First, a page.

Tongue is one of TikTok’s newest fixes. With 4.9 million views on hashtag #tonguescrapingPeople are curious about oral health care that has been proven to eliminate bad breath.
In addition to its current popularity, the tongue also has a important diagnostic role in Ayurveda, Traditional Chinese Medicine and modern medical and dental practices. In Ayurveda, using a tongue scraper has been a practice that dates back centuries, with different parts of the tongue connecting to other organs in the body, such as the heart, kidneys, and lungs, and may reflect the health of these regions. It is believed that tongue scraping helps remove toxins from the mouth, keeping them from being digested, absorbed, and affecting your overall health.
You may even see a difference: You may notice a light-colored coating on your tongue – this is an accumulation of bacteria, debris and dead cells that are responsible for bad breath. Tongue scrapers remove these, giving you a cleaner and healthier mouth.
Here, we consulted four dentists on everything you need to know about tongue scraping: what it is, how to do it, and the best tongue scrapers to add to your oral hygiene routine. friend.
Using a tongue scraper has several benefits. The main method is to eliminate bad breath and immediately leave the mouth feeling cleaner. “One of the leading causes of bad breath is microscopic food particles, dead skin cells and bacteria that live on the tongue,” explains. Dr. Brian Harris‘s top medical advisor Snow and Frost Dental Care. “Cleaning those things on your tongue with a tongue cleaner should absolutely be part of your oral care routine; Tongue brushing is not enough. The best way to test this is to use a tongue scraper after you’ve brushed your tongue – you’ll be surprised at what you can still remove even after brushing.”
Cosmetic dentist, Dr. Marc Lowenberg’s Lowenberg, Lituchy and Kantor in New York City also say that tongue scraping is an important step in a complete oral hygiene routine. “It cannot replace brushing, but should be done in addition to brush teethfloss and rinse,” he says.
Additionally, tongue scraping can promote a healthier oral biome (the community of bacteria that live in the mouth) and reduce the appearance of inflamed gums. “[Tongue scraping] helps restore the balance of ‘good bacteria’ in the mouth by eliminating ‘bad bacteria’, thus contributing to improved oral and general health,” said Dr Haleh Abivardi and Dr Golnar Abivardi, who founder of Vvardis.
Another benefit, Abivardis notes, is that using a tongue scraper can help keep your palate and taste buds clean, “leading to improved taste.”
Tongue scrapers come in a variety of styles, and finding a blade scraper that’s comfortable, durable, and effective is important. They usually have two handles or wands, and are made of plastic or metal.
Dentists we spoke to expressed a preference for metals – steel or medical grade copper – over plastic, as they can be thoroughly disinfected.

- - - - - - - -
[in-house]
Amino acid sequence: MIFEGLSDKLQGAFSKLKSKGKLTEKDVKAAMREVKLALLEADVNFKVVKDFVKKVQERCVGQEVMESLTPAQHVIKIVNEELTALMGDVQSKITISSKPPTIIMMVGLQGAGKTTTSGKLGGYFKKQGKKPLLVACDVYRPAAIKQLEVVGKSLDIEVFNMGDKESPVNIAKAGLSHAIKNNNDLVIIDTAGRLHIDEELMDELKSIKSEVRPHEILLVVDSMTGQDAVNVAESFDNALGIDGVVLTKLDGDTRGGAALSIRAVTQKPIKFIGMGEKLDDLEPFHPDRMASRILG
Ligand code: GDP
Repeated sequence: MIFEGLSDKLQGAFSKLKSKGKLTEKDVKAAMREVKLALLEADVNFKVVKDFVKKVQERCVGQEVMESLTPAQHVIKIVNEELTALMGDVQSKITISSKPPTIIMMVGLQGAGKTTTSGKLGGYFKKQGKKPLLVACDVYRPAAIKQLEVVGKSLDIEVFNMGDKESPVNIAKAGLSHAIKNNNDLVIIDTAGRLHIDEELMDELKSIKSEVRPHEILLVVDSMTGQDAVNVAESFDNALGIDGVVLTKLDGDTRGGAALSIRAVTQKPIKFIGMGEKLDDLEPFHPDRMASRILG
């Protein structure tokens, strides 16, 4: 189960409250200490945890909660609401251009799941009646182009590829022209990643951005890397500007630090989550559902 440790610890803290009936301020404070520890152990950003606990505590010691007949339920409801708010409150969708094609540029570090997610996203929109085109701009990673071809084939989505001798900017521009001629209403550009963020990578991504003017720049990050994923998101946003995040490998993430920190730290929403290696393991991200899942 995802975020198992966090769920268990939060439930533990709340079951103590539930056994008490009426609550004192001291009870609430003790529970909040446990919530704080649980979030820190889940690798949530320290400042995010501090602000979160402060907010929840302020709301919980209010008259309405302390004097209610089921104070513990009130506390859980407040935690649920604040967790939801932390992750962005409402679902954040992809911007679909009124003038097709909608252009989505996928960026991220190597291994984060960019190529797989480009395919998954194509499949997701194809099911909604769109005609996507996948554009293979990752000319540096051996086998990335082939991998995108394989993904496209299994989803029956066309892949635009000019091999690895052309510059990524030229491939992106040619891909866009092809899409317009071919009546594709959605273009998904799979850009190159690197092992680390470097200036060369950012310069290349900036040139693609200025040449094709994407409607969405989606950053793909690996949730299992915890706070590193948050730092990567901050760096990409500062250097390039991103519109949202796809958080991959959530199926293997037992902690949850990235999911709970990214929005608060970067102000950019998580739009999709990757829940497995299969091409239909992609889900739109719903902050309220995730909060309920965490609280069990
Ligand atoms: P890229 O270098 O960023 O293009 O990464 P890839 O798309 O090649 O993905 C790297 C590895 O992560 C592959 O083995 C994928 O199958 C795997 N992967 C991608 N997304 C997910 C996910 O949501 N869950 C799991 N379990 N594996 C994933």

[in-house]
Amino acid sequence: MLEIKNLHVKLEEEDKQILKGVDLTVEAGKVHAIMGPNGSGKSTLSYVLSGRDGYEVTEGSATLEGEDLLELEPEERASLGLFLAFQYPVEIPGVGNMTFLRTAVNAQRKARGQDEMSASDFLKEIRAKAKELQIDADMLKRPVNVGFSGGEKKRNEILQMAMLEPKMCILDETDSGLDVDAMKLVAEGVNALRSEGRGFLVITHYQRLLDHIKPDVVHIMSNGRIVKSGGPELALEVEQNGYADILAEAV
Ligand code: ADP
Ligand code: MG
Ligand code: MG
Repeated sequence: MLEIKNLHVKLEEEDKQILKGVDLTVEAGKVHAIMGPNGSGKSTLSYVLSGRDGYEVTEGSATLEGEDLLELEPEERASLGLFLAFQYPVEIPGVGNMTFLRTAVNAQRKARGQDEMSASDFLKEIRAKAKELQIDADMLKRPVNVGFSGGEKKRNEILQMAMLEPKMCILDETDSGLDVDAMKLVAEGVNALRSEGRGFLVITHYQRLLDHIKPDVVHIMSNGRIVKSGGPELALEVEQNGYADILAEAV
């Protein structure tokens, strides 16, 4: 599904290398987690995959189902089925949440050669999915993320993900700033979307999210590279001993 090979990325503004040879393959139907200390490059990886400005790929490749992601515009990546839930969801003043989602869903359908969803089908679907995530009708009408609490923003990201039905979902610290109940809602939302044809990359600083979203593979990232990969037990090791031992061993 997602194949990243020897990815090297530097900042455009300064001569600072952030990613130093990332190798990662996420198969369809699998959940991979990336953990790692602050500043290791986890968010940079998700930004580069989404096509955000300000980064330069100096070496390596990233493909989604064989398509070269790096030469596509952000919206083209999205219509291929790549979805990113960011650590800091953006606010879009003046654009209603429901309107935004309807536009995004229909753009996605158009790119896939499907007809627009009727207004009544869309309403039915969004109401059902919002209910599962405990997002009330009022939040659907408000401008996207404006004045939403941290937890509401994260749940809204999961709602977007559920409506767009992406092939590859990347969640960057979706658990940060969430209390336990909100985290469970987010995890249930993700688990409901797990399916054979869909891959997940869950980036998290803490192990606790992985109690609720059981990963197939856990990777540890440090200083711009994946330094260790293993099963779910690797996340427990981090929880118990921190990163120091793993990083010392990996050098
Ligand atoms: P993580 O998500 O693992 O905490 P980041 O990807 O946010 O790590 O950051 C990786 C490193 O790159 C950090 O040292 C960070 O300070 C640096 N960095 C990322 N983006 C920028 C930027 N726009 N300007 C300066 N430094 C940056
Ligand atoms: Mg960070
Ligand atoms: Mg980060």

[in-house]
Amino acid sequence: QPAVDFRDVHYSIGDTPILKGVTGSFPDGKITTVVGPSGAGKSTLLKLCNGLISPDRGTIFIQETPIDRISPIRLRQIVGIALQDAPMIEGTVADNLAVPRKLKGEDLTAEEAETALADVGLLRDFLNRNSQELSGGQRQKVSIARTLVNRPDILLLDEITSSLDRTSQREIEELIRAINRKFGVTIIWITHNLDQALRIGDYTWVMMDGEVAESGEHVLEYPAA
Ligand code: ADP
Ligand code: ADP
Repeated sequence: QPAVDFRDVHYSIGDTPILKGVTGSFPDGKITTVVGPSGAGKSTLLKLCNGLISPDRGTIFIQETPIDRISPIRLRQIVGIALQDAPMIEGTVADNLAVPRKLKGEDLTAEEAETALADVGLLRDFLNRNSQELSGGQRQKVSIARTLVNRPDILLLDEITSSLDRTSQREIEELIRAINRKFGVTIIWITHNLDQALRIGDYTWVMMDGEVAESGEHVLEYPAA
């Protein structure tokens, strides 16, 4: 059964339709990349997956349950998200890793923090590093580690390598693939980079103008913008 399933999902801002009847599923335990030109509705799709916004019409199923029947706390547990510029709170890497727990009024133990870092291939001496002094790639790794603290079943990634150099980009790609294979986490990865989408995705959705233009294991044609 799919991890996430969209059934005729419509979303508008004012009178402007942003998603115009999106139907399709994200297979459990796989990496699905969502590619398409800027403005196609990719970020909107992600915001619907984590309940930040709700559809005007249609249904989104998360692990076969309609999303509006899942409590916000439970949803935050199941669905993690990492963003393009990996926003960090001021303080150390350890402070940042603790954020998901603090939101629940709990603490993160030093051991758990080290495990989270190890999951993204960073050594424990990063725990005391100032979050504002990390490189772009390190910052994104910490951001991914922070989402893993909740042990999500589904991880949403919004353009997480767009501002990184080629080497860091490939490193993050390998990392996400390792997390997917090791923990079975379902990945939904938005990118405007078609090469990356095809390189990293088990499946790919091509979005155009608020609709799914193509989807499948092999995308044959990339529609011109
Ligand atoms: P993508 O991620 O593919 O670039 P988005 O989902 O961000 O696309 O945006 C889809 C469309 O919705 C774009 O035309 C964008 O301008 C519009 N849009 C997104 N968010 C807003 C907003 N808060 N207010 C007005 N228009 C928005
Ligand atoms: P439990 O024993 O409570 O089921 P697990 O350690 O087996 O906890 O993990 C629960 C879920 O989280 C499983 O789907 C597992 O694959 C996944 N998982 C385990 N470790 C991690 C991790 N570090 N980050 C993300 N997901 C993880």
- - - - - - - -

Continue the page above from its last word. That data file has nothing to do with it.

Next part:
“You want to make sure you use a properly designed tongue cleaner and avoid those with sharp edges,” says Harris. “A properly designed tongue scraper penetrates deep into the crevices and grooves of the tongue to effectively remove particles.” Dentists also note that you’ll want to look for one that “covers a lot of surface area with each pass.”
“The goal is to make one or two passes of the tongue and be done,” Harris continued. “Clean more and shave less.”
Adding a tongue scraper to your routine takes seconds. It can be used before or after you brush your teeth, and it’s important to be gentle. You only need to use gentle pressure to achieve the effect.
“Stand in front of a mirror, hold the tongue scraper, and pull gently toward the tip of your tongue,” says Lowenberg. Dentists recommend rinsing the shaver between each shave and doing up to 10 strokes, “until your tongue feels clean and there’s no coating left.”
If you still feel bad breath throughout the day, Abivardis recommends keeping a bottle of mouth spray in hand, like Vvardis Sils Mouth Spraytreats bad bacteria and protects against cavities.
The dentists we spoke with recommend shaving your tongue daily, preferably in the morning. Abivardis says: “Even if you don’t think about it, there is oral activity while you sleep. “This is the time when our saliva levels decrease. This allows bacteria and dead cells, both naturally present in the mouth and from the remnants of food and drink consumed during the day, to deposit on the surface of the mouth, and especially the tongue. Hence the dreaded morning breath! Therefore, one of the best times to use a tongue scraper is in the morning. “Though, you shouldn’t do it at night either, at the end of your usual oral care routine.
$11 $8.80 at Primitive living organizations
Lowenberg prefers this brass tongue scraper. “Copper is not only toxic to bad bacteria but also provides important enzymes needed for healthy bacteria to survive,” the dentist shared.
$19 $16.50 at Snow
If you have a sensitive gag reflex, tongue scraping can get used to. Harris says the Tongue Cleaner is specifically designed to be able to extend the tongue away without triggering a reflex. “Klen’s Snow tongue cleaner is unique in that it’s the only medical-grade steel blade cleaner with a large loop design that allows you to cover the entire surface of your tongue in one go,” says Harris.
$15 at Addiction market
As for the brass option with a handle, this tongue scraper helps you fight bad breath and bacteria thanks to the metal’s natural antimicrobial and antibacterial properties.
$8.99 $7.99 at Amazon
The rubber handle on this stainless steel tongue scraper makes it easy for adults and children to hold. It also comes with a bag to keep it clean when storing or traveling.
$12.99 $9.99 at Amazon
This popular option has over 60,000 5-star ratings. Two packs and includes a travel case make it a wallet-friendly option and good to take on the go.